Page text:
Berto Jongman: Naomi Klein on Capitalism versus Climate Change — a “People’s Shock” Coming? Robert Steele Disagrees — Precipitants of Revolution Missing

11 Society, Civil Society, Crowd-Sourcing, Cultural Intelligence, Ethics, Governance, Liberation Technology, Officers Call
Berto Jongman
Berto Jongman

“Worth a look.”

Naomi Klein to Degrowth Conference: Climate Change Can Deliver ‘People's Shock'

Status quo is not an option if we are to rein in runaway emissions, This Changes Everything: Capitalism Vs. the Climate author says in address to conference

“You're having the core conversation of our time.”

That was the message delivered on Tuesday by author Naomi Klein to participants of a conference whose focus is on “concrete steps towards a society beyond the imperative of growth.”

Klein's opening address to the Fourth International Conference on Degrowth for Ecological Sustainability and Social Equity, which kicked off Tuesday in the German city of Leipzig, made perfect sense, as the themes of her new book, This Changes Everything: Capitalism Vs. The Climate, overlap those of the conference — that addressing the climate crisis is incompatible with the current growth-focused economy.

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Robert Steele
Robert Steele

ROBERT STEELE: I disagree. Climate Change is not something that the elite care about nor is it something that impacts on the poor with any immediacy — Maslow's hierarchy puts Climate Change, notionally, as the very bottom of the pyramid, along with Art and Music. Revolutions — radical shifts in the universal paradigm for doing business — have preconditions and precipitants. This is something I know more about than the CIA and most governments. Most of the preconditions for revolution are indeed present, more so in the USA than ever before, with some very ugly emergent possibilities as well in Europe less the Nordics and BENELUX.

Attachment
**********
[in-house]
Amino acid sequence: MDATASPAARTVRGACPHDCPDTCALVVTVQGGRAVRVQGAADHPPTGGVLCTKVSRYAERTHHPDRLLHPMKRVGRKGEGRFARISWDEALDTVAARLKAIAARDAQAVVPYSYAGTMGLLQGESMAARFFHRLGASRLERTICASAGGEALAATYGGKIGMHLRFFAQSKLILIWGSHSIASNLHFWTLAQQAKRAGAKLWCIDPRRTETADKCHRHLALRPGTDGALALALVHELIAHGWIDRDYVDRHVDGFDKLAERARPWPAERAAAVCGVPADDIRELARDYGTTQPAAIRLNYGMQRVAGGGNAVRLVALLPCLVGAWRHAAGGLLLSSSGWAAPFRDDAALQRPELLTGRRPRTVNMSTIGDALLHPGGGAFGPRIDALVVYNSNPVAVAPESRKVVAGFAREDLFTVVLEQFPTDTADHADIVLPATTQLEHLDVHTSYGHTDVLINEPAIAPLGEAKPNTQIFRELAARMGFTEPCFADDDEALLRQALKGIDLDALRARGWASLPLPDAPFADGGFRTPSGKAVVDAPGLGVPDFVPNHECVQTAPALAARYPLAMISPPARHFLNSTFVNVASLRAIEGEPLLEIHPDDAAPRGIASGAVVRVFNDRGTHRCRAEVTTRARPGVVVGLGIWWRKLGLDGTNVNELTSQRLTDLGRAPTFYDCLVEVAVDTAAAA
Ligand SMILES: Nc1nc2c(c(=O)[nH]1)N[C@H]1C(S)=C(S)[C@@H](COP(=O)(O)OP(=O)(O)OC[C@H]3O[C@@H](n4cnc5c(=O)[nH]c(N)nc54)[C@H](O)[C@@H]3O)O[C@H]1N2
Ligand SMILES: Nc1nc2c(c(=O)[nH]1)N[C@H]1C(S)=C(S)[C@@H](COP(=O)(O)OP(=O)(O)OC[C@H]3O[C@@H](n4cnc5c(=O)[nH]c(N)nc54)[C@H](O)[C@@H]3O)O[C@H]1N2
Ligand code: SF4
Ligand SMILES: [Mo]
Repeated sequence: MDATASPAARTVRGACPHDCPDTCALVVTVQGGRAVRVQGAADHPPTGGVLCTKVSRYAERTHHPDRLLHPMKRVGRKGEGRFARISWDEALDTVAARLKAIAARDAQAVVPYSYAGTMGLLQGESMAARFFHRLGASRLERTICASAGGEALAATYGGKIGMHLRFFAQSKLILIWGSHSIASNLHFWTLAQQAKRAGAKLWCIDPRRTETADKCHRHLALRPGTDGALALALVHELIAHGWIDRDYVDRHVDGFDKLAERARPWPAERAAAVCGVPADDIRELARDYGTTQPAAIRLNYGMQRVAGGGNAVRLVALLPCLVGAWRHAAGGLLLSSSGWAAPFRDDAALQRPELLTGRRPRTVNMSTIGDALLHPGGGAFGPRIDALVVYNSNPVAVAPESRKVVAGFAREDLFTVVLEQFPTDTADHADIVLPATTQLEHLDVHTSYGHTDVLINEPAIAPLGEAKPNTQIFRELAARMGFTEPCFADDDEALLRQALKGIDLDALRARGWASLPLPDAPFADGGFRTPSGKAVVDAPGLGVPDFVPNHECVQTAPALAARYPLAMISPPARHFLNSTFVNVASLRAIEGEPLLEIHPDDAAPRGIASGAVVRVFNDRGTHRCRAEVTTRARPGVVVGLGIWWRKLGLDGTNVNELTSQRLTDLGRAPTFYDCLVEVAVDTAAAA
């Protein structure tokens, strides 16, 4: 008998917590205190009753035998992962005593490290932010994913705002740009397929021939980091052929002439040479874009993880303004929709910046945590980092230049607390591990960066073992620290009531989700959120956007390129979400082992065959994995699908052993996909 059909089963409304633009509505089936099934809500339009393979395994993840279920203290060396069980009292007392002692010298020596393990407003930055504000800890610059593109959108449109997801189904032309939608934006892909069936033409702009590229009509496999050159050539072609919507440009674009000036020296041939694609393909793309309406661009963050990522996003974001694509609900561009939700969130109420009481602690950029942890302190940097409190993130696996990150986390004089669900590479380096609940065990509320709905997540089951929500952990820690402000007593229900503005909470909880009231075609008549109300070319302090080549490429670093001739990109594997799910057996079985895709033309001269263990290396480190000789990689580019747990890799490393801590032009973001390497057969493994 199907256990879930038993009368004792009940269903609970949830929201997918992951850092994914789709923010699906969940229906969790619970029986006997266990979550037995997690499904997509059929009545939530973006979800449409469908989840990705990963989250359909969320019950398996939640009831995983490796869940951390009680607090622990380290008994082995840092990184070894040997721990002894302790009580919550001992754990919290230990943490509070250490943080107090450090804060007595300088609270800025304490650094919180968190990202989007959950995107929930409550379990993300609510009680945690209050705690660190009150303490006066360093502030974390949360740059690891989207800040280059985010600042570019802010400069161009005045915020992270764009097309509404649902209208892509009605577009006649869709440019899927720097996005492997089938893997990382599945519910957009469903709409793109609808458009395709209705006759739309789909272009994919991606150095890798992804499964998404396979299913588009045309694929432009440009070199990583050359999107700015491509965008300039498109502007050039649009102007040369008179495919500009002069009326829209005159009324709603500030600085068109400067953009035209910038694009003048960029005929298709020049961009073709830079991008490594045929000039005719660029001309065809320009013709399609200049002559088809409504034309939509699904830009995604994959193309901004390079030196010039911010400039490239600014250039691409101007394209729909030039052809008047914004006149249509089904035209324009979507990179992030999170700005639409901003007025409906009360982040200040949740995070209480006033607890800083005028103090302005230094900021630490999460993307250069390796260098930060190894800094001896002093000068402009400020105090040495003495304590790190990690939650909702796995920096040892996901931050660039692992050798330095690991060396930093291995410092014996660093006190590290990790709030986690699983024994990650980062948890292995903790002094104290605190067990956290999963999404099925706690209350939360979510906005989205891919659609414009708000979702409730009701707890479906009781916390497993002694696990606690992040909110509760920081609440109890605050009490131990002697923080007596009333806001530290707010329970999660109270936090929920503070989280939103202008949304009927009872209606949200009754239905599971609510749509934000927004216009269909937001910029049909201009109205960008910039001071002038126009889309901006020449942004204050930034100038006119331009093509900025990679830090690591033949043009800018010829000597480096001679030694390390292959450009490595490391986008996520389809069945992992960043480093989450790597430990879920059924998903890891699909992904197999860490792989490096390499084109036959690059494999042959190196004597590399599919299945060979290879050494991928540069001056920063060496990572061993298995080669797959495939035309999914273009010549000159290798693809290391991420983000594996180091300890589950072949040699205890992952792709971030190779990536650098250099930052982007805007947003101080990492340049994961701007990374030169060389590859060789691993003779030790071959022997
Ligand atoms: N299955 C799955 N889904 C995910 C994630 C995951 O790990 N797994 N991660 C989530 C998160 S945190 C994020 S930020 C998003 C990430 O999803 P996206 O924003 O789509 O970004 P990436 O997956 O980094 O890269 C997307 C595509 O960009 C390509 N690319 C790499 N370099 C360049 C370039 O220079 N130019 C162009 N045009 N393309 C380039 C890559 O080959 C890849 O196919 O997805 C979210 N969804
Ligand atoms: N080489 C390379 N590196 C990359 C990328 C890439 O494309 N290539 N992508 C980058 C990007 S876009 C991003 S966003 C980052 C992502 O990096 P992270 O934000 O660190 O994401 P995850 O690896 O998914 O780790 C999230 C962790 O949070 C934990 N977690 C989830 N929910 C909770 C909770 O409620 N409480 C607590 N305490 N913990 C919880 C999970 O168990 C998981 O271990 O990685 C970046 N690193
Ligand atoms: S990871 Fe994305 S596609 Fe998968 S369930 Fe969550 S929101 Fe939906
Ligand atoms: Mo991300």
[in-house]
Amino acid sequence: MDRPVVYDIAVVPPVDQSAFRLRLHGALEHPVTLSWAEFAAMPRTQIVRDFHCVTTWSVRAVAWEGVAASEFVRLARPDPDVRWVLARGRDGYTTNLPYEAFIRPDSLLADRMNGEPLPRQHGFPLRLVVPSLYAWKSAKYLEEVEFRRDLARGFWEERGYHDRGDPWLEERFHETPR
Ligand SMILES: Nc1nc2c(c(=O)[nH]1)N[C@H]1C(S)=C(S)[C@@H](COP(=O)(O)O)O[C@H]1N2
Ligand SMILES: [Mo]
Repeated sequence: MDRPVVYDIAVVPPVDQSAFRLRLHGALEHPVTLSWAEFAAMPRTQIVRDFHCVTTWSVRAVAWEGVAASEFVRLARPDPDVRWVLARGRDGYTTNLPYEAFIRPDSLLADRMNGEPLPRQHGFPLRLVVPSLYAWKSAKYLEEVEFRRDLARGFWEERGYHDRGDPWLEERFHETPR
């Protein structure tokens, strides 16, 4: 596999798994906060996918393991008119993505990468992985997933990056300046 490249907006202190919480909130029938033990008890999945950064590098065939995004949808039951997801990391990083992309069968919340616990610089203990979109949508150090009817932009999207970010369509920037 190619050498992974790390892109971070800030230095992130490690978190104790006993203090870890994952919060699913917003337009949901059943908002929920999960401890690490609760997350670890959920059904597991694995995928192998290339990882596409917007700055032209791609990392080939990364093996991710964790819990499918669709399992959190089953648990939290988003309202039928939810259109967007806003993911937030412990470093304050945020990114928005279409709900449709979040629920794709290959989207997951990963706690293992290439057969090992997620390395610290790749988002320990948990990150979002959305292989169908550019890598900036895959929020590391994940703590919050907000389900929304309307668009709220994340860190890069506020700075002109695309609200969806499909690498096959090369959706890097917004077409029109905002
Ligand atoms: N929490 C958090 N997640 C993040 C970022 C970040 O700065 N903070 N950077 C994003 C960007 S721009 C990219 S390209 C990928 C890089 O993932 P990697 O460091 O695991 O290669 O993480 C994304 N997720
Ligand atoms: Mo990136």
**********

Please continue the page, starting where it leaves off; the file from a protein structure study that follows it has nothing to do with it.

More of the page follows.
What we have not seen, in part because the corporate media as well as labor, religions, and universities are so complicit in the crimes against humanity that characterize Western governments acting on behalf of a very small cabal of Western-based financial interests, are the precipitants — the Tunesian fruit seller is an example. My personal favorite is a beautiful soccer mom torching herself on the steps of Capitol Hill, both her denunciation and immolation placed on YouTube and hitting the front page of Reddit in the moment.

What *is* happening that is very positive is a gradual emergence of a new public consciousness, enabled in part by the Internet but much more so by a proliferation of face to face encounters centered on Deliberative Dialog, Dynamic Facilitation, New Story, New Think, and Spiral Dynamics, among others. Although Paul Ray and Sherry Ruth Anderson nailed in with their book on Cultural Creatives: How 50 Million People are Changing the World (2001 — my review is the first one by vote), the cabal — led by the various “charitable” foundations — has successfully fragmented the well-intentioned reformers across thousands of dilittante “causes” such that they are all marginalized.